TV Review: The Defenders (Season 1)

While overall entertaining, it doesn’t quite feel like the proper payoff of the hours of television from the individual series that were supposed to set up this miniseries.

The plot for the most part here is pretty tight. There’s a slow start to things as they catch us up on all the main characters and start moving them to a point where they can meet. This feels like it drags on a little longer than it should, but it’s worth it once it happens. Things move relatively straight forward from there, without too many detours. The climax is a bit underwhelming, and it does its best to make up for lowering the stakes to a more personal level.

The action is a major letdown. Too many fights take place at night or in dark catacombs. And even dark catacombs at night. With quick cuts and a lack of light, the fight sequences are just too muddy. Even what should have been the show’s crown jewel, the “hallway sequence,” happens too fast and features not much more than each character getting in a few good punches.

The characters are what make the series worthwhile. As it was with their individual series, Daredevil and Jessica Jones are magnetic. Krysten Ritter’s snarky and reluctant hero is still fun to watch, and she has some great interaction with her more heroic associates. Charlie Cox does an excellent job of bringing the emotional weight to the show with his conflicted Matt Murdock. Mike Colter is solid once again as Luke Cage, although they don’t give him much new ground to break. Finn Jones still struggles to make his Iron Fist likeable. He hasn’t matured at all since his show, which admittedly just ended as far as his character is concerned. Word was that he would be the more lighthearted member of the team, but he still spends most of his time sulking and pouting. It’s when the four of them interact where the show shines. Their banter, their team ups and even their arguments work well because of the history they have from their individual series.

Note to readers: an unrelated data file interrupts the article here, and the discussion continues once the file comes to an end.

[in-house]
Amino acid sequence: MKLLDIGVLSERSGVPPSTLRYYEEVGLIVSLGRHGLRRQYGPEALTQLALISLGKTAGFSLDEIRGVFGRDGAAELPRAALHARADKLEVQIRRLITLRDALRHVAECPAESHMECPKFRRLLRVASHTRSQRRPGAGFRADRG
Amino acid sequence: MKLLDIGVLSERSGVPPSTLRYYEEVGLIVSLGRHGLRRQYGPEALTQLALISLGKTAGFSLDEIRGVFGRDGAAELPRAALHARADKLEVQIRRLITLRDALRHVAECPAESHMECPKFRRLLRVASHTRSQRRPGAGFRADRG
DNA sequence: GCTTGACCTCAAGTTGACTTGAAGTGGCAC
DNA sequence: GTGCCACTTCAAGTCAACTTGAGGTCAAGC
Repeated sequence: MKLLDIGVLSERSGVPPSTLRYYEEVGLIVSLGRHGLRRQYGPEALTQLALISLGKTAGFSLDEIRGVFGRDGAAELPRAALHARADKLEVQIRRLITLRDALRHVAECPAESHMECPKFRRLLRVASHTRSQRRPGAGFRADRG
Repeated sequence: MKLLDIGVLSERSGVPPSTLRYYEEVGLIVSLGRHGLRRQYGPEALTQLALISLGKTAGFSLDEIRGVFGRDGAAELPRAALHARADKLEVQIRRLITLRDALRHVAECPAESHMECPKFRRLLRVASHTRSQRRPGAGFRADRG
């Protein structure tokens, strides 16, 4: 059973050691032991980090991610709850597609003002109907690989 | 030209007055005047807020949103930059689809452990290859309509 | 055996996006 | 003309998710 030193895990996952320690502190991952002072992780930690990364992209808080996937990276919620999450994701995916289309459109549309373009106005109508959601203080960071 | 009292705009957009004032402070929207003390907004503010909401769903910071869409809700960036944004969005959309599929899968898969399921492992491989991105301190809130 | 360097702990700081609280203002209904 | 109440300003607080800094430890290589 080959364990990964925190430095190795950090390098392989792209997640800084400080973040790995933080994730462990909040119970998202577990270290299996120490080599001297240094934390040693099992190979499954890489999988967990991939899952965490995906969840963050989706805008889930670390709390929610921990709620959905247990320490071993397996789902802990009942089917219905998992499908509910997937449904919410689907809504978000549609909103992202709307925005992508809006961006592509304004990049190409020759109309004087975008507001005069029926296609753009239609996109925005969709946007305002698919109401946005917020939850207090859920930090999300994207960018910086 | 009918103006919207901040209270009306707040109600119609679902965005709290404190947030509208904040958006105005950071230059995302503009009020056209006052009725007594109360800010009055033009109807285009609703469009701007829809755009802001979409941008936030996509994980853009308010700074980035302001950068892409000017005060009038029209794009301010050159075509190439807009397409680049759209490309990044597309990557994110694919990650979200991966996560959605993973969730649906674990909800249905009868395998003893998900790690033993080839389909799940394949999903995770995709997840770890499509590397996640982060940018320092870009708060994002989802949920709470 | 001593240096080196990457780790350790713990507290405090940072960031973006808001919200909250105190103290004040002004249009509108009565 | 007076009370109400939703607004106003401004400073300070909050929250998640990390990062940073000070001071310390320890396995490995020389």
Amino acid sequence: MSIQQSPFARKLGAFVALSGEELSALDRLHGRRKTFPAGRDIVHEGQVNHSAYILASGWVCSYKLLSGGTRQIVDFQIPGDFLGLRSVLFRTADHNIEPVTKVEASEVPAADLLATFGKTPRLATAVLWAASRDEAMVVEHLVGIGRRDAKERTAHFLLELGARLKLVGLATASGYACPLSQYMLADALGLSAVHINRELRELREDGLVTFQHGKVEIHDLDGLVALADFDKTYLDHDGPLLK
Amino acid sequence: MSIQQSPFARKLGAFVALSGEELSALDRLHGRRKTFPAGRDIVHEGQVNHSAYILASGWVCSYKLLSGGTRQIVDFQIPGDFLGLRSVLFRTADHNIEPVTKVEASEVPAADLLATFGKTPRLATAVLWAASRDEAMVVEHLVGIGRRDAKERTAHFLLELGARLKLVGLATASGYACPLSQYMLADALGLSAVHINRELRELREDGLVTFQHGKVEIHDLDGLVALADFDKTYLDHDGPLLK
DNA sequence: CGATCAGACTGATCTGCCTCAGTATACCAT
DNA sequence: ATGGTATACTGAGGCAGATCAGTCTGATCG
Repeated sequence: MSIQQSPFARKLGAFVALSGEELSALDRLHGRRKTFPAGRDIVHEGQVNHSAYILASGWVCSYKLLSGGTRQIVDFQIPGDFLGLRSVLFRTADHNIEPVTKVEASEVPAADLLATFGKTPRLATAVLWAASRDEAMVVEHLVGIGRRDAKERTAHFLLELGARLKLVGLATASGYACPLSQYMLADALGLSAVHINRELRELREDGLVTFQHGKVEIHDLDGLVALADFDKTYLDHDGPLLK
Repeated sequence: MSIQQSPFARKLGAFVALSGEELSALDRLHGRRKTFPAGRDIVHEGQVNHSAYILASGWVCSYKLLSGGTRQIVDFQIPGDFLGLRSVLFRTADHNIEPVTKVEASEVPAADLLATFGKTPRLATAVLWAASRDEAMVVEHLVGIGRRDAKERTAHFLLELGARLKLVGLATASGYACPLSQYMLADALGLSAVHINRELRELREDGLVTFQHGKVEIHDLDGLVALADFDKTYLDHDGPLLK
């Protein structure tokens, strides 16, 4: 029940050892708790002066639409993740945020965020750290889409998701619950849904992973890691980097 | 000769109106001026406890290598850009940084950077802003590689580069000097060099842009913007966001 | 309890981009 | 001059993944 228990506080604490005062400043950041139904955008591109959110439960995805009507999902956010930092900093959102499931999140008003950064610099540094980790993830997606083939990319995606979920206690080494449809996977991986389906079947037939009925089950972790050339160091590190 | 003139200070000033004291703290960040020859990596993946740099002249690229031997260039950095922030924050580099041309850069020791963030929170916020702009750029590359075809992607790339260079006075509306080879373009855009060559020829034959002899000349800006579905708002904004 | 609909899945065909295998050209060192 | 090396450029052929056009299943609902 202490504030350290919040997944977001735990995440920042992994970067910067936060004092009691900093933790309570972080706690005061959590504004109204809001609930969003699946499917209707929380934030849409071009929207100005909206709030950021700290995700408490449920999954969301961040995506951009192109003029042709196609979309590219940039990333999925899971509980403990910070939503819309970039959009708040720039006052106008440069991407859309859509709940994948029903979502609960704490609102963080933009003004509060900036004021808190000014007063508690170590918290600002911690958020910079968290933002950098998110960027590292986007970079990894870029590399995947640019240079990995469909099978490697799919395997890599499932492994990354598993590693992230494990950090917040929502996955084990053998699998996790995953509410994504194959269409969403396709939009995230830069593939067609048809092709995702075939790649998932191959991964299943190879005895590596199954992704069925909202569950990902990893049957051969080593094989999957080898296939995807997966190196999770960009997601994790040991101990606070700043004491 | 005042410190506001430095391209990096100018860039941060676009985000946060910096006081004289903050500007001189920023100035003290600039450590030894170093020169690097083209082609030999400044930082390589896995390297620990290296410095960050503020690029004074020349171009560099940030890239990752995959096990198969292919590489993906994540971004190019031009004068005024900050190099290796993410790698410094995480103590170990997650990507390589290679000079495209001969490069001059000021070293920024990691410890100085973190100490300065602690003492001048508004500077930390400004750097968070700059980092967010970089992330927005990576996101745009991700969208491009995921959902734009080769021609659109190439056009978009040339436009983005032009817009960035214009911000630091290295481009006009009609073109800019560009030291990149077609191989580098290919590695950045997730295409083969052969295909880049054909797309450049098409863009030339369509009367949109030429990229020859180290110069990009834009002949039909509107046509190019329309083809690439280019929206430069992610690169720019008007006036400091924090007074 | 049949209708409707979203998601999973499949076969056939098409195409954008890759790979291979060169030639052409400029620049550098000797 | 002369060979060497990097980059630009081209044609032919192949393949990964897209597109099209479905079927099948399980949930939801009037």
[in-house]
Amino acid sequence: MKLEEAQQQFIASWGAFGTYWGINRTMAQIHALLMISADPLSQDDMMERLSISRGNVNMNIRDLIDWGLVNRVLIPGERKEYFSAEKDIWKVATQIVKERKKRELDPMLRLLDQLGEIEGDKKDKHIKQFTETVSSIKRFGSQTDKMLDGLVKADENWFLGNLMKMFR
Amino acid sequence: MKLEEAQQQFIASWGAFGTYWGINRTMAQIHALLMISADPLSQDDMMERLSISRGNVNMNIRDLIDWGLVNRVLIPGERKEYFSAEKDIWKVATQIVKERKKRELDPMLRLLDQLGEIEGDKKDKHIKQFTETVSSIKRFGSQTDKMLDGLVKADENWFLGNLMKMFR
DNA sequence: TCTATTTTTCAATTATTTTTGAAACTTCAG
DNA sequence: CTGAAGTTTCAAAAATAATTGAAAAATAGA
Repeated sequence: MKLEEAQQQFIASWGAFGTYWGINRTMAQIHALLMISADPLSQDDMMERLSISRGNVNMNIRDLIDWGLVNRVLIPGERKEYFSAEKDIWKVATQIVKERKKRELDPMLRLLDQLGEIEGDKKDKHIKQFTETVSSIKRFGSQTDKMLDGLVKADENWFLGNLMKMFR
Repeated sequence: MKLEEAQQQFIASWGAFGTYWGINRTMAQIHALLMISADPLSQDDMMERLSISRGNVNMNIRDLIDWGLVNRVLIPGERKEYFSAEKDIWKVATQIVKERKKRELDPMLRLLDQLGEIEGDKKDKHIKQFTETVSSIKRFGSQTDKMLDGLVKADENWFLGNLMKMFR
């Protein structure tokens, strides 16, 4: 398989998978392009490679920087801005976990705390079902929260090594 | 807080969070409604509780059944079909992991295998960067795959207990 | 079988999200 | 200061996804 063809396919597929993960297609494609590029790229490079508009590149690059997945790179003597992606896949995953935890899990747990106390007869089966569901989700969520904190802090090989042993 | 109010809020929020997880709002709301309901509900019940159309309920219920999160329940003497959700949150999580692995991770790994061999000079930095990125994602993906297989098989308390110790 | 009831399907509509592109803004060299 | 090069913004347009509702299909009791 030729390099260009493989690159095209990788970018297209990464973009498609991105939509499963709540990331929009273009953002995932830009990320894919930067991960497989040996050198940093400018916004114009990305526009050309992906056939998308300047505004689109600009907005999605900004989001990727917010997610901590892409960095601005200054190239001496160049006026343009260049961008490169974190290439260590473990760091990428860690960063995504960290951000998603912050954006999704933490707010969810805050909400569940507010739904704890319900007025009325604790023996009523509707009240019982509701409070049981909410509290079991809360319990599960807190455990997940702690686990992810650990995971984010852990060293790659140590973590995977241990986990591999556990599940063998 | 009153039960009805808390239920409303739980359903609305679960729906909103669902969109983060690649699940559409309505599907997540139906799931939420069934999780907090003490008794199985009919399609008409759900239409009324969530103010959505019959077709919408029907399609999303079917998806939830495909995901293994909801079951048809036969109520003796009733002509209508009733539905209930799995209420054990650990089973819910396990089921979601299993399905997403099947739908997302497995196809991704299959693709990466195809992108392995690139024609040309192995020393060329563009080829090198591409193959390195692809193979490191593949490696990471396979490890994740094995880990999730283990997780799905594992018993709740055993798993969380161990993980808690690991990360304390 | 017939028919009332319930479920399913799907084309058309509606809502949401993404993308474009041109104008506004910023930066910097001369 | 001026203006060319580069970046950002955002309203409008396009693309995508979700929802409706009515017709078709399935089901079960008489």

The villain’s side of the equation is also intriguing. Sigourney Weaver as the main antagonist is quite complex. While her being the brains of the operation is believable, I never felt like she was a physical threat, despite what they implied. Elodie Yung returns as Elektra, who is a like a force of nature, whirling around with kicks and swords. It takes a bit longer, but she also goes through an emotional arc of her own. With the exception of Wai Ching Ho’s Madam Gao, the rest of the bad guys are just kind of there so the heroes can fight someone besides random henchmen.

In the end, the show is fun to watch, but just doesn’t deliver the way it should have in the end. The eight episode run reduces the filler, yet there’s still a bit too much of that. The action falters, but the character interactions shine.

Season’s best episode: “Royal Dragon” (Episode 4)
Season’s worst episode: “The H Word” (Episode 1)

*** out of *****